Friday night my colleague Brent Stecker and I walked into Town Toyota Center to cover the NCW Showcase. The Wenatchee and Eastmont girls and boys teams were slated to face off for the first time this season.
Under normal circumstances, this is about as good as it gets for prep sports writers, at least as far as the regular season is concerned. But I wasn’t thinking too much about possible story angles, what the game meant for each respective team’s season, or how the Panthers’ strong post play would match against the Wildcats’ talented backcourt.
Like most of the nation, my thoughts were fixed on the heartbreaking tragedy that left at least 27 dead and scarred the lives of countless survivors, family members and friends.
I couldn’t even begin to think about covering a game. It seemed so trivial and meaningless. I can only imagine how tough it must have been for the players and coaches.
But something amazing happened Friday night. The Wenatchee and Eastmont girls game tipped off, fans on each side cheered, and within minutes, my sunken spirit lifted as I watched a resilient Panthers girls team battle the heavily favored Wildcats tooth and nail and force overtime. It was a great game. One you could easily tell both teams wanted to win. Bad.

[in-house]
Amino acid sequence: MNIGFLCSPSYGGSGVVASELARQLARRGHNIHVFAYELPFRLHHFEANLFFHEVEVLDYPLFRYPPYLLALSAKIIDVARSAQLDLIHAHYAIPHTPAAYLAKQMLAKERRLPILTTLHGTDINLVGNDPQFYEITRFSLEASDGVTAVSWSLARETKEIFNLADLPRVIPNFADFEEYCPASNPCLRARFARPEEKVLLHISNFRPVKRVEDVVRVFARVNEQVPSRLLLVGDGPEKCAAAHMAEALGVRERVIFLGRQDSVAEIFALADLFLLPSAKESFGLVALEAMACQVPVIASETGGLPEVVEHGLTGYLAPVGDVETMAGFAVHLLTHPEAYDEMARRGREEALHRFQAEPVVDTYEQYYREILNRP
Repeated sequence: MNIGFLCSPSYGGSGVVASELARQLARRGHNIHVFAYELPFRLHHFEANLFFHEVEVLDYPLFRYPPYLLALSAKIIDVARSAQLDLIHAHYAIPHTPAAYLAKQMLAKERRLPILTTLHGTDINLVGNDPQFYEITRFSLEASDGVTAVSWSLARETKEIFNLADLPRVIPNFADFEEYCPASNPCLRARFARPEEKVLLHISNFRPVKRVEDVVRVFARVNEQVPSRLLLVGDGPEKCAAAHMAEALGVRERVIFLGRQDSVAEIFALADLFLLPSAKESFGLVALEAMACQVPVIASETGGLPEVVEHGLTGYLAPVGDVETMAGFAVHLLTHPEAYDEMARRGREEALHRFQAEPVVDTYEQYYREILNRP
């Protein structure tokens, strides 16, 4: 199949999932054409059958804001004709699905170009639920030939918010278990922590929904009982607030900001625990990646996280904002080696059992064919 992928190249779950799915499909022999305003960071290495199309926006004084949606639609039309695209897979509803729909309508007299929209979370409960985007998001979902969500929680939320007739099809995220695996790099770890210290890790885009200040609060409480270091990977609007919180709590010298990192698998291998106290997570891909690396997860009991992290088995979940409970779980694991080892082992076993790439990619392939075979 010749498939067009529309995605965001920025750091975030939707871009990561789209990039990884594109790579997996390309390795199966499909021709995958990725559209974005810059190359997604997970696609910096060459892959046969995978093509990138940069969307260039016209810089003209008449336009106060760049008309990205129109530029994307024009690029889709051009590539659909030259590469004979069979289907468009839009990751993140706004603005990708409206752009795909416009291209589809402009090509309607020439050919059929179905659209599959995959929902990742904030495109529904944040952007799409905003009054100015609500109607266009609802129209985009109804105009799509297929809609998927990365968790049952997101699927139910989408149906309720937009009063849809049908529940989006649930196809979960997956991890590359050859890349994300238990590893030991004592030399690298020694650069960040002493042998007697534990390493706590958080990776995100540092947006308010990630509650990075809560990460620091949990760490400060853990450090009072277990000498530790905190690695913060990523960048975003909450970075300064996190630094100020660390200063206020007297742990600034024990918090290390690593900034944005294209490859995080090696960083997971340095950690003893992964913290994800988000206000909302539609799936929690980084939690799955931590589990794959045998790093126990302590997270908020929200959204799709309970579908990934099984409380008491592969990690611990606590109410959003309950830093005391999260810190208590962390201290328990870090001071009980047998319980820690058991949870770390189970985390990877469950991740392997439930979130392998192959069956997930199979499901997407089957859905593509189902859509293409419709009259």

Without question, it was the best performance I’ve seen from Wenatchee this season (it was the first time I’d seen the Eastmont play in person).
The boys game followed shortly after. Another competitive game between two talented, but very different teams.
For a few hours, I was able to get lost in the game and forget about the terrible murders.
Later on, it dawned on me. Sports have an innate ability to heal us when we’re grieving. They offer a temporary escape from the hardships of daily life and the atrocities suffered in an unfair and sometimes senseless world.
No basketball game can undo the evils carried out in Connecticut on Friday. But it can give us a brief reprieve and allow us to escape and enjoy life, at least for a little bit.
To me, that is one of the greatest functions sports can serve our society.
When we’re reeling and lost, sports give us something to cheer for.